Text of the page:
(1942 – 1968)
Frankie Lymon and the Teenagers came by their name honestly – its five members were actual teens, led by 13-year-old Lyman and his powerful, buoyant soprano. Formed in New York City’s Harlem neighborhood in 1944, the group became one of the biggest stars of the nascent years of Rock and Roll, beginning with the chart hit “Why Do Fools Fall in Love?” which is regarded as an early Doo-Wop classic.
Lyman’s parents both sang in the church, and growing up he did likewise. He was working in a grocery store when he joined up with a local Doo-Wop group he’d heard at a high-school talent show – an integrated group that included African-American and Puerto Rican members. With Lymon — a dynamic performer as well as a prodigious vocal talent — on board, the group auditioned for record producer George Goldner and scored a record deal: their first single was “Why Do Fools Fall In Love,” which hit No. 1 on the R&B chart. A string of hits followed, including "Baby, Baby," "Goody, Goody," and "The ABC's of Love." The band toured the U.S. and also the U.K., where “Fools” was a No. 1 hit.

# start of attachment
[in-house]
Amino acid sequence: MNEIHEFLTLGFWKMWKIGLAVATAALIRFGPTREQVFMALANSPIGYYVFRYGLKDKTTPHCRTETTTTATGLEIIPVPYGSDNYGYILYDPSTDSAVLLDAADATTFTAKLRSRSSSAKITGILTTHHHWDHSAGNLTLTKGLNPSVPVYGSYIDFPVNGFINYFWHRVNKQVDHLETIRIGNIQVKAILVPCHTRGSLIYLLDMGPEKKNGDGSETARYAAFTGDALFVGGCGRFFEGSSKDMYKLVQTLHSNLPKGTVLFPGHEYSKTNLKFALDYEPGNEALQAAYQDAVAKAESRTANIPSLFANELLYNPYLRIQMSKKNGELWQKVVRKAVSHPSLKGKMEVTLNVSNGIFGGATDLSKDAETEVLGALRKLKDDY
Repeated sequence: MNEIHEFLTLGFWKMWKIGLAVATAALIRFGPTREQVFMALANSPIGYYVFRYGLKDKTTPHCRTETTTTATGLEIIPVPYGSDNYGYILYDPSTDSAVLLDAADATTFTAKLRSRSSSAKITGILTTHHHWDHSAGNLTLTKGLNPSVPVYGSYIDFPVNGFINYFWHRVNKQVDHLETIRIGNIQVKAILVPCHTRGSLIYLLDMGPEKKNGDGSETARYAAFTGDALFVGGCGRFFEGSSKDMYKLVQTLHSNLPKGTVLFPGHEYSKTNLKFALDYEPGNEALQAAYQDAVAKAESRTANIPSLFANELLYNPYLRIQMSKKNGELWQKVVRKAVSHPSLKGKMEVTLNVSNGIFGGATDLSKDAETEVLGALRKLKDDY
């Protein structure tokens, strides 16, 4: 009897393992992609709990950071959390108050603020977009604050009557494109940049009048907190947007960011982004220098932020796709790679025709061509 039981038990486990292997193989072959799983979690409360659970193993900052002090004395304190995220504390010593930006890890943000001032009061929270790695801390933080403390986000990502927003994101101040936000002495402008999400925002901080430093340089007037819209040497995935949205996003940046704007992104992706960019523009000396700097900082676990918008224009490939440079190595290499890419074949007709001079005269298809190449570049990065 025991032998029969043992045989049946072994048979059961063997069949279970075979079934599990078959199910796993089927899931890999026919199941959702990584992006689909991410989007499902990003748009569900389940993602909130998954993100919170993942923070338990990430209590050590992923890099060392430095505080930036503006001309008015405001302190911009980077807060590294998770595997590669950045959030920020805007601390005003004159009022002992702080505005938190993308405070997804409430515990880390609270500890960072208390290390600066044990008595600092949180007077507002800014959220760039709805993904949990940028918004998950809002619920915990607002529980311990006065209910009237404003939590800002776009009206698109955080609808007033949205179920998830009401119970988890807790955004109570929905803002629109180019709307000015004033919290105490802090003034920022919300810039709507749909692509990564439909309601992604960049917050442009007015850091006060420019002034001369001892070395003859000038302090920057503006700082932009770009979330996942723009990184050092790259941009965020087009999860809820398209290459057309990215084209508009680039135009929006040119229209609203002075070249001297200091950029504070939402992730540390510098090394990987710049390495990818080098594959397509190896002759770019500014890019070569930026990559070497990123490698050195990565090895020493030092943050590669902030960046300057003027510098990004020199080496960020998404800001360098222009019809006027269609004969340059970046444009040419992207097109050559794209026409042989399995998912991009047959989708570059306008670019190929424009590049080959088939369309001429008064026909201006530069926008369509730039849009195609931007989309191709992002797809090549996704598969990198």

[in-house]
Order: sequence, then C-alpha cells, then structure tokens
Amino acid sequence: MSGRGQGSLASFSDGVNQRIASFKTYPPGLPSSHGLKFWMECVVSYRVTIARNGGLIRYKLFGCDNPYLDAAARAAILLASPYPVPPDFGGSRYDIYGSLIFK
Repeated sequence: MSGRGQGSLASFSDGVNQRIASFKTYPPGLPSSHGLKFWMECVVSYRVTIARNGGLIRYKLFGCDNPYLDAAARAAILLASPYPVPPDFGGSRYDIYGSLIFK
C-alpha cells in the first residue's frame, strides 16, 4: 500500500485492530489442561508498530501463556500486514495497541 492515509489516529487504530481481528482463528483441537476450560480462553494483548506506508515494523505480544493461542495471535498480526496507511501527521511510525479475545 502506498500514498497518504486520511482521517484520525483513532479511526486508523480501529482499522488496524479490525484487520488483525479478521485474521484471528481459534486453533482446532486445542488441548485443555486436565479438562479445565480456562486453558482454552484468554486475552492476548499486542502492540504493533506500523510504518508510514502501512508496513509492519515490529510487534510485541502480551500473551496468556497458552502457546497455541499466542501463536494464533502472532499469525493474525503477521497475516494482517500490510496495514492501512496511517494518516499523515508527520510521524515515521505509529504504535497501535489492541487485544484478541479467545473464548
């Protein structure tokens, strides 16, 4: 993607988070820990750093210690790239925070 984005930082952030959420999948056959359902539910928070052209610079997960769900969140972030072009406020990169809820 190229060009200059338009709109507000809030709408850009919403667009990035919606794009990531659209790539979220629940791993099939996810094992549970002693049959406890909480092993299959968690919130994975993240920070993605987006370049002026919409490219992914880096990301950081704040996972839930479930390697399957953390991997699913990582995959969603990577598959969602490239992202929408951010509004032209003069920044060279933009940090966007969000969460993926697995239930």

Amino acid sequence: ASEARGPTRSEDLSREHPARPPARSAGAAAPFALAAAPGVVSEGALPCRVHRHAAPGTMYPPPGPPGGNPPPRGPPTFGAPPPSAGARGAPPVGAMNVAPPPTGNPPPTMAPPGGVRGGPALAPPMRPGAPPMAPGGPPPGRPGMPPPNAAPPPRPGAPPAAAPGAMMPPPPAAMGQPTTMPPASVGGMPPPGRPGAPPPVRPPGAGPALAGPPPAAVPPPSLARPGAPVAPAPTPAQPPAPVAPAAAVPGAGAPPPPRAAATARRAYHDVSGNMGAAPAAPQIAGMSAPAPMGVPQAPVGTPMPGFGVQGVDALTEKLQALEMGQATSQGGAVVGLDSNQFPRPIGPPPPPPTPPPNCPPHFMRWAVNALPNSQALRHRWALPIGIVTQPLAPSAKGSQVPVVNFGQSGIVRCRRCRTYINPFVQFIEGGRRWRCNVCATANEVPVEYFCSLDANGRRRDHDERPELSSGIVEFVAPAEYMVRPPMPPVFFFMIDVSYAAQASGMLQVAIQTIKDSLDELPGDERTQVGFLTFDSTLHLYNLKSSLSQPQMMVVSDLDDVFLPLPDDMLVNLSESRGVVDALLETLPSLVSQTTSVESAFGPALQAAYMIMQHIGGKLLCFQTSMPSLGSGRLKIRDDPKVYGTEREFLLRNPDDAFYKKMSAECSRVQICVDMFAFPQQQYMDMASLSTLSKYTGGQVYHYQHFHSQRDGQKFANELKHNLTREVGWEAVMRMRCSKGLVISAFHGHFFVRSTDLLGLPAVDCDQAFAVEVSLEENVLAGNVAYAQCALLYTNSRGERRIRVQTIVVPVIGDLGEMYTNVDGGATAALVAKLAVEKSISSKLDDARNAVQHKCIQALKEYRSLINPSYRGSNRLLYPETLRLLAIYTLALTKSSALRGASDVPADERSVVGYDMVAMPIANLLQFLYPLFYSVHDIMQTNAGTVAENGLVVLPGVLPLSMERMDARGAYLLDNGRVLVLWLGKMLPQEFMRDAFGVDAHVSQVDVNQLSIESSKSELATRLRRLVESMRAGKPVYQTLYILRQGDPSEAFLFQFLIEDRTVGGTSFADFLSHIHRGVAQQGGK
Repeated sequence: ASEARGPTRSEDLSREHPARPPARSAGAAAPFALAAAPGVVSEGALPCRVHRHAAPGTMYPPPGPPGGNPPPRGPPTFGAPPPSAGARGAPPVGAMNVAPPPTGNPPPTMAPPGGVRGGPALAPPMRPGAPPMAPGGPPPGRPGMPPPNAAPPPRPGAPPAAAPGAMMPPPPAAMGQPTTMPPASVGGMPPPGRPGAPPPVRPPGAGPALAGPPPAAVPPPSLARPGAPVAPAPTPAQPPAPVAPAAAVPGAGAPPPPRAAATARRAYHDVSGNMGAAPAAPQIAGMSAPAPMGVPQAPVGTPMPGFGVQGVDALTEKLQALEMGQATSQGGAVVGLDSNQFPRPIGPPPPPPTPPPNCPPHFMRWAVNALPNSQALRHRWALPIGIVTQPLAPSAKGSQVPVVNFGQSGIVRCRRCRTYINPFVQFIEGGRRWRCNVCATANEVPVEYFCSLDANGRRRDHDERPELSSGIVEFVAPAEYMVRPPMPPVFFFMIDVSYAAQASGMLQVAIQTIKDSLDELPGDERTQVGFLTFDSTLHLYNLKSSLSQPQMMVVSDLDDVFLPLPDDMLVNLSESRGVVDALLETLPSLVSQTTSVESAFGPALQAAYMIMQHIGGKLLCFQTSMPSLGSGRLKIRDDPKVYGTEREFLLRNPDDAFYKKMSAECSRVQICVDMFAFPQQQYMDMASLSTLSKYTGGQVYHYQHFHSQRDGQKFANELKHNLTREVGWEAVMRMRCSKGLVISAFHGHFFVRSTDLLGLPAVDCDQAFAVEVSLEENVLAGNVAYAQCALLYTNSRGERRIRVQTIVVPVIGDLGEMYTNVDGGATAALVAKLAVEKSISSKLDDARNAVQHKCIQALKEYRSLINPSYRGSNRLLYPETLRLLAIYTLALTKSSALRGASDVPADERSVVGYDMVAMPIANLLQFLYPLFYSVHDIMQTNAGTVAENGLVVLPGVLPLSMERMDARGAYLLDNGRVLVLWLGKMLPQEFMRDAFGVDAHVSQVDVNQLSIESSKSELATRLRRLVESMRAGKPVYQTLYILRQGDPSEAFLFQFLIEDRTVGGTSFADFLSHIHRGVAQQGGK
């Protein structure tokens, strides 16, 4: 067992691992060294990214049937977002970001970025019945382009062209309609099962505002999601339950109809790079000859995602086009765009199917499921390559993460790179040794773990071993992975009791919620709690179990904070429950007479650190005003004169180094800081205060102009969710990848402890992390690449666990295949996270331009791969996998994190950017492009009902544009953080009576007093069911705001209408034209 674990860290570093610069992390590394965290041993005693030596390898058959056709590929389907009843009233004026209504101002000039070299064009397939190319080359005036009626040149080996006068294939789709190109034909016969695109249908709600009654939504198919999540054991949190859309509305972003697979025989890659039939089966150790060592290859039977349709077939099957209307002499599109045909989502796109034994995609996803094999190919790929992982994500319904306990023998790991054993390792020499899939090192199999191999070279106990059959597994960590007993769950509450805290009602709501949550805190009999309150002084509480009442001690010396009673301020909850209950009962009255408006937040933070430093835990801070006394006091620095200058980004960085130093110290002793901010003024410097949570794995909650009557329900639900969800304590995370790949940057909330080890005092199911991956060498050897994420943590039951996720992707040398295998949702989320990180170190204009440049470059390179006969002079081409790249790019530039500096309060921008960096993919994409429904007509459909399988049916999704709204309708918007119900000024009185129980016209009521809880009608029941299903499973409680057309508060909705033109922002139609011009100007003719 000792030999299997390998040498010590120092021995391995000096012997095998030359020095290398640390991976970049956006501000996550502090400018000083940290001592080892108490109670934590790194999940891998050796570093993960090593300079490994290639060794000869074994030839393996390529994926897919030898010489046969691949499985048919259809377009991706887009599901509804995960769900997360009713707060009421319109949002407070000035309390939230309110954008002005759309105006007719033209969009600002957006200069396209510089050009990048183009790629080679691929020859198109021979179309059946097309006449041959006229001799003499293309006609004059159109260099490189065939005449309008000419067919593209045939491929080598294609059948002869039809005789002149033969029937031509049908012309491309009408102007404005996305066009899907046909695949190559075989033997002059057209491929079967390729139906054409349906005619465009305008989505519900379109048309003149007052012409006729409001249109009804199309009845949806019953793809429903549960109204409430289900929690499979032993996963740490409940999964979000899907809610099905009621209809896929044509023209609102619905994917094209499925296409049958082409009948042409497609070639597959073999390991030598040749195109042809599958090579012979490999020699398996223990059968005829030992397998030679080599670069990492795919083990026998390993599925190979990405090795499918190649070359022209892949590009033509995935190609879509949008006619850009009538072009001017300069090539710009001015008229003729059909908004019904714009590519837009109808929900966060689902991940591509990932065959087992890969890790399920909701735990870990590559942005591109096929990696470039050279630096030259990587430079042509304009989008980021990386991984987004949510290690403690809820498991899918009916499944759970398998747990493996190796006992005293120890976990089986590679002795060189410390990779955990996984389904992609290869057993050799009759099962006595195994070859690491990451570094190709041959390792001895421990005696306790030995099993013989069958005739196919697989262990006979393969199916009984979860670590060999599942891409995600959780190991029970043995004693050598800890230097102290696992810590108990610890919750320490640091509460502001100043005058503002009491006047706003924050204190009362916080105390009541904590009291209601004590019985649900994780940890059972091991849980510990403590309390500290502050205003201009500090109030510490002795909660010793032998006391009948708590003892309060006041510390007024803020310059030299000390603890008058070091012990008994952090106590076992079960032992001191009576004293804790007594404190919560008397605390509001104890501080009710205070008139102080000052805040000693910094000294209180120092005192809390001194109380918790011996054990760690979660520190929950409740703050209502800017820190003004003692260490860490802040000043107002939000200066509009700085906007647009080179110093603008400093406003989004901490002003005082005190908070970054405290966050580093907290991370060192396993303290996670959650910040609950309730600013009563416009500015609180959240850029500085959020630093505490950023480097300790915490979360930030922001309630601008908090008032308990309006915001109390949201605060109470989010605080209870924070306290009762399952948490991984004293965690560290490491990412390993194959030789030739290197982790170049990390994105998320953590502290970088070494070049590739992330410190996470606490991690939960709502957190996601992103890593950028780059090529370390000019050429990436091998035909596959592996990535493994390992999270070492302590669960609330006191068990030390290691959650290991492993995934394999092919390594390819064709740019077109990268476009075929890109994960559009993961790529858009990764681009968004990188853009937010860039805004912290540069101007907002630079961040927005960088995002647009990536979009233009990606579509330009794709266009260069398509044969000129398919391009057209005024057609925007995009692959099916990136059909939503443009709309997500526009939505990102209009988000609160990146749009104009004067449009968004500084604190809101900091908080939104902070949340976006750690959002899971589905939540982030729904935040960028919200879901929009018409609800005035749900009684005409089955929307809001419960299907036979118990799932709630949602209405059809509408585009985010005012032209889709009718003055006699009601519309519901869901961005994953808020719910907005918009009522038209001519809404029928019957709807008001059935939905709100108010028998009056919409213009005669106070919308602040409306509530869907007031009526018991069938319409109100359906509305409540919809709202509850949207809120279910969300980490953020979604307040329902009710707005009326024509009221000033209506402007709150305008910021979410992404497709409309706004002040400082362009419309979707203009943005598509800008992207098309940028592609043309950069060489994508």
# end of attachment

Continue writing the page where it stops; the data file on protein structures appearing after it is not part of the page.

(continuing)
Lymon left the group in 1957 to pursue a solo career, but faltered from the charts and never again retained a career footing. His quick rise to fame had taken its toll: introduced to heroin by an older woman at the age of 15, Lymon had developed a long-running habit. He died of a heroin overdose in 1968, at the age of 25.
Despite their short life, Frankie Lymon and the Teenagers left a significant legacy: singers who’ve cited Lymon as an influence include Smokey Robinson, Diana Ross and Ronnie Spector, and Motown founder Berry Gordy reportedly modeled the Jackson Five after Lymon and his group. A movie about Lymon’s life, Why Do Fools Fall in Love, was released in 1998.